So, this is the shape of entry level sports biking in India. The R15 and CBR150R make for very interesting experiences on the track. It’s hilarious fun!
Hello, you join me in the middle of a world-class Formula One track, the Buddh International Circuit, and this has all the making of a review full of overused metaphors. But I won’t do that. I stand on the double-apex bend, wearing a tight condom suit, only it’s made of fine leather approved by the gentlemen at the helm of controlling things when it comes to two-wheel racing and I have two fully faired motorbikes with me. In the past, we’ve had two-wheeled examples from the pages of blue-blooded biking manuscript with each being as different as – oh, I promised myself not to use metaphors in this one, so I would let this go. We had hooliganism being represented by the Ducati 848 and the absolute playground for the nerd you’re definitely not going to invite over dinner – the BMW S1000RR. Then there were the nakeds somewhere in between. But mind you, they were all fairly large capacity motorcycles with talent fitting enough for a racetrack.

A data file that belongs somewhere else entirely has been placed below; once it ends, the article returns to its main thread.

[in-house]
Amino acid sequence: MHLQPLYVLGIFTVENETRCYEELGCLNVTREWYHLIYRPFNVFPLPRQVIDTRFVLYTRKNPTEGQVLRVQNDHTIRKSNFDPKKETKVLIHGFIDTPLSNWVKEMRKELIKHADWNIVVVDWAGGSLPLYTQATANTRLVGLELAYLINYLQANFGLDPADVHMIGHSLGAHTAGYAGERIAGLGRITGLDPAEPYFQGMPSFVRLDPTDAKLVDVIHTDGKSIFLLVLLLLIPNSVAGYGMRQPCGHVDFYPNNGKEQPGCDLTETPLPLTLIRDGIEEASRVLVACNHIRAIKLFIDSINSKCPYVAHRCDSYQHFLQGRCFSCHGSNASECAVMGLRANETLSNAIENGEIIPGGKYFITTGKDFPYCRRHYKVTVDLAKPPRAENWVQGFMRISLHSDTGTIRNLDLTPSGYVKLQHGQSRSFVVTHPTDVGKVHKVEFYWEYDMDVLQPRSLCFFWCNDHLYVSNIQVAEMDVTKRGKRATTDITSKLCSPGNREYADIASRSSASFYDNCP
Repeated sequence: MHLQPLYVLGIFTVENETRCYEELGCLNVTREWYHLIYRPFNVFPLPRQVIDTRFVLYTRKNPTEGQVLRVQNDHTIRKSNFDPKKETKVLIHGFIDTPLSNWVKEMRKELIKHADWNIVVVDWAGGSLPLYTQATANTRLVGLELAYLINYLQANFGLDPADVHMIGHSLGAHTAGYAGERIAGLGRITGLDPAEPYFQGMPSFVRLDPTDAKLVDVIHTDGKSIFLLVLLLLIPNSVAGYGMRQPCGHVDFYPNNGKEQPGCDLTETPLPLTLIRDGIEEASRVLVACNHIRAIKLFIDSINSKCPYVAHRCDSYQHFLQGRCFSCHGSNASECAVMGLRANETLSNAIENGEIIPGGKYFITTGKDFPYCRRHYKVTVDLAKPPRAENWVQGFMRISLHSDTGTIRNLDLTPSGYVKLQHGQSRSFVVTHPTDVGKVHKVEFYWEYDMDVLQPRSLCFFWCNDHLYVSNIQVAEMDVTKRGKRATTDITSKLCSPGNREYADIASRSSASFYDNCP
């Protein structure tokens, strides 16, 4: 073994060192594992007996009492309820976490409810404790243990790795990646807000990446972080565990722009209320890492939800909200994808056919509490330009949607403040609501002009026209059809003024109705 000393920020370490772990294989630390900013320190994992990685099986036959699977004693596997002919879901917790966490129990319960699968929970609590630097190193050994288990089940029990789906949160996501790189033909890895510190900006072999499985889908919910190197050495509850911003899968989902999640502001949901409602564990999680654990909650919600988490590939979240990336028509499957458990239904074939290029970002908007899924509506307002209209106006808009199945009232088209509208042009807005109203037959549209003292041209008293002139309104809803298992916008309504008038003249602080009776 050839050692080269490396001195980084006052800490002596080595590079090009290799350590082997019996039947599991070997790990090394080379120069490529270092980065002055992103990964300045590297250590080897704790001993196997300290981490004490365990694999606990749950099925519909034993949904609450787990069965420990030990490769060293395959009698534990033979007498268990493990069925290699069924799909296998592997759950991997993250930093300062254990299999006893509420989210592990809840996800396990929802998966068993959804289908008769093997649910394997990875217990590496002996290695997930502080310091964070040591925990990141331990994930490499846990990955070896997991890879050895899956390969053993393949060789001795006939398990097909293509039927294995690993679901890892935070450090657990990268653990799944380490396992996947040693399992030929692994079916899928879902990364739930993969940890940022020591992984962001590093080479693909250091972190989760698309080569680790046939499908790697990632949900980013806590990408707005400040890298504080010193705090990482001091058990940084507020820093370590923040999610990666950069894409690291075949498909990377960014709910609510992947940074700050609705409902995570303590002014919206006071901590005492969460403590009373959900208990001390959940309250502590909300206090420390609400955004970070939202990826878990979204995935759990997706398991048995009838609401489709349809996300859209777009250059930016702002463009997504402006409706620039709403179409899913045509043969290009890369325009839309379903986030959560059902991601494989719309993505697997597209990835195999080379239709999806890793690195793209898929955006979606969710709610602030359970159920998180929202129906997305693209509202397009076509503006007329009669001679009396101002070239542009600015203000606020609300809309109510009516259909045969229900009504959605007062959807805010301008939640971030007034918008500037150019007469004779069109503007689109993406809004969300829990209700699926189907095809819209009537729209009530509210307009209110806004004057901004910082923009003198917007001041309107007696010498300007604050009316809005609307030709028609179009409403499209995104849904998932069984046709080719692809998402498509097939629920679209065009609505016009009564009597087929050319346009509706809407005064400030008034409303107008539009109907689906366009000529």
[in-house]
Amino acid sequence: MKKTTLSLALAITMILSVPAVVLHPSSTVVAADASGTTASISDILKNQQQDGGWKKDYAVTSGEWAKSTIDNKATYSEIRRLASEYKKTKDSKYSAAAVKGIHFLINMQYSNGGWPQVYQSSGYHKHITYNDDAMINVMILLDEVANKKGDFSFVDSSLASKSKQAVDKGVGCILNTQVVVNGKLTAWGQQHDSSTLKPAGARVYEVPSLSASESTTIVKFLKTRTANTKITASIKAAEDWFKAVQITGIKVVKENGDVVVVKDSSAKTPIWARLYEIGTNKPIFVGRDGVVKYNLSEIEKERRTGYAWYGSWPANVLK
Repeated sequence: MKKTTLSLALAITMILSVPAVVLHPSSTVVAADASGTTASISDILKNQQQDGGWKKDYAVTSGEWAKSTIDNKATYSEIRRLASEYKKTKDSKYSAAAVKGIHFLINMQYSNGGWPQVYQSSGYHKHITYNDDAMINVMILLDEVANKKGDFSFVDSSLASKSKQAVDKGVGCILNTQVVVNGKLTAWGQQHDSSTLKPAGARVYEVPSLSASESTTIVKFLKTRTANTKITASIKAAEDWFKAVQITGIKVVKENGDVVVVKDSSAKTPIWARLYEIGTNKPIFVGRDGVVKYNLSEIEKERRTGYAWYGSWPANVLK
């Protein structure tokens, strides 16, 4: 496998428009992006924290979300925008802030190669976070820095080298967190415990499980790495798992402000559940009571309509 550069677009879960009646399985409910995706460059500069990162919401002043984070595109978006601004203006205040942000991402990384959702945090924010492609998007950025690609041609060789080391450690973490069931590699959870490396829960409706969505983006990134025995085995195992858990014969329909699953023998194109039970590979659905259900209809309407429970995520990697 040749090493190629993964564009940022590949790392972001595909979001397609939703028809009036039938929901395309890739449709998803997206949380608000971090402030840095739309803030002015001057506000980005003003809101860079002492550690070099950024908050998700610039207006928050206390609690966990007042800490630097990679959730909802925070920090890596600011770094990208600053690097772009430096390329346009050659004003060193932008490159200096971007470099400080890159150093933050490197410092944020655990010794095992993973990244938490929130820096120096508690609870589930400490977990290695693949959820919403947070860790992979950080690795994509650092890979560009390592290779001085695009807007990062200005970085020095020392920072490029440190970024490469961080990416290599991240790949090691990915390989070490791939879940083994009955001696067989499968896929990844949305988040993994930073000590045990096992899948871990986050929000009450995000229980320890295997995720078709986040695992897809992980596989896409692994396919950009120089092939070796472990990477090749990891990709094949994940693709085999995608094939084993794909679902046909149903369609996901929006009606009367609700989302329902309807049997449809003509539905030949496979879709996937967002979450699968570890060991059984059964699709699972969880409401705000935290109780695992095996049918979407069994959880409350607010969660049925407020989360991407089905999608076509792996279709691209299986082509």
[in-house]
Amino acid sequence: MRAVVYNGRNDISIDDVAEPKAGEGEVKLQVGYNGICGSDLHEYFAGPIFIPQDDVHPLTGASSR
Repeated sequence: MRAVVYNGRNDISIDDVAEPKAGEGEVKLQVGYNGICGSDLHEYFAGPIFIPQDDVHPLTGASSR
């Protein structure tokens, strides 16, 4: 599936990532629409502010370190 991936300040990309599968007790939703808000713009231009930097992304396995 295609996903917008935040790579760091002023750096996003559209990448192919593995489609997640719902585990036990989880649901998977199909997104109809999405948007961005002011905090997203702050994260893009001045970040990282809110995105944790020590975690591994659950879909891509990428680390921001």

This one though – this is different. We know Indians are obsessed with sporty looking bikes and that’s why we see a lot of miserable aftermarket jobs on the Pulsars and CBZs. Or worse still, Splendors! Erstwhile Hero Honda was perhaps the first to truly capitalize on this illogical fixation with body kits and launched the Karizma in 2003. It even had an oversquare 223cc engine – no wonder the ‘performance’ hungry chaps were happy!
Sure, the Karizma was a special tool – it was supremely comfortable and had strong performance too. But I always felt that it was more of a touring machine than anything else. And I affirmed this when I rode it on the track for the first time. It wasn’t as nimble and lacked the swiftness required to attack the track, but it still remains a brilliantly capable machine outside of it.